One key to unlock the root cause chest is called the span-of-control or sphere-of-influence principle.

Span of Control: The span-of-control principle prescribes that you should try to operate within the span of control (your full authority) as much as possible. The causes within the span of control usually provide the highest leverage, or ROI. In practice, the span-of-control principle can be used to identify where to stop drilling down the chain of causation and to select the preferred root causes to pursue.

Sphere of Influence: Similarly, if a cause is outside the sphere of influence (persuasion only), it’s a good indication you can stop drilling because working beyond that generates no returns. That’s not to say you’ll always give up in this case. The focus then must be shifted to expanding the influence boundaries to enclose the cause currently outside of your influence. In my experience, the sphere of influence is frequently the dominating factor in root cause selection.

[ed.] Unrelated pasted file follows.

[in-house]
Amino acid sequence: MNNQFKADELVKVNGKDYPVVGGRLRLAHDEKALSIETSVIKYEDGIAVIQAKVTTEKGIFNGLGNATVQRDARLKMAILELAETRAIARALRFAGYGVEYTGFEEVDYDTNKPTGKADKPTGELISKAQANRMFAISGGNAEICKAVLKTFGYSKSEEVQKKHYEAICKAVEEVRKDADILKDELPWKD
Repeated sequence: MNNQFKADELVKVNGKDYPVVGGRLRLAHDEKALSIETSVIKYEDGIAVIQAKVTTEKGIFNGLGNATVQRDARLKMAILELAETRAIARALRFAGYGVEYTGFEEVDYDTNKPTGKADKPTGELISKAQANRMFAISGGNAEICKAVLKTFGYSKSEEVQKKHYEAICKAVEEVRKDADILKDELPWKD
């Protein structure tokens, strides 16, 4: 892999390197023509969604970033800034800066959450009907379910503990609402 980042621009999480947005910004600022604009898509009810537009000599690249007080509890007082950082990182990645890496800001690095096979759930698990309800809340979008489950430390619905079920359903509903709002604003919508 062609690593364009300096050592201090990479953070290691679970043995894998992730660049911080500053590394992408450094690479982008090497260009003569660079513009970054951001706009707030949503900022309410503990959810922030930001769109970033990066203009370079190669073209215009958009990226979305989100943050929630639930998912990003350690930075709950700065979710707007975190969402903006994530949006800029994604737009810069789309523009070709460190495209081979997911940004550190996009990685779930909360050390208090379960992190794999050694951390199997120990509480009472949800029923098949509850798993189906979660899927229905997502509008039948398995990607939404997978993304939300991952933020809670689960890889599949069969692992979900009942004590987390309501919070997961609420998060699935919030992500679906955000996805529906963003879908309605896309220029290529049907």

Many people have not thought much about the deeper meaning of root cause and, therefore, are not clear on when and where to stop searching for root causes. The so-called root causes are what people subjectively choose to serve in the role of origination. The task to pursue the root cause is really the task to decide when and where to terminate the chain of causation to generate high ROI.

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Software Best Practices Webinars Series
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The Software Best Practices Webinars Series is dedicated to improving the practice and management of software development and maintenance world wide. All live webinars are FREE and have been accredited with PDU credits by PMI’s ISSIG group. Each webinar is worth 1 PDU credit.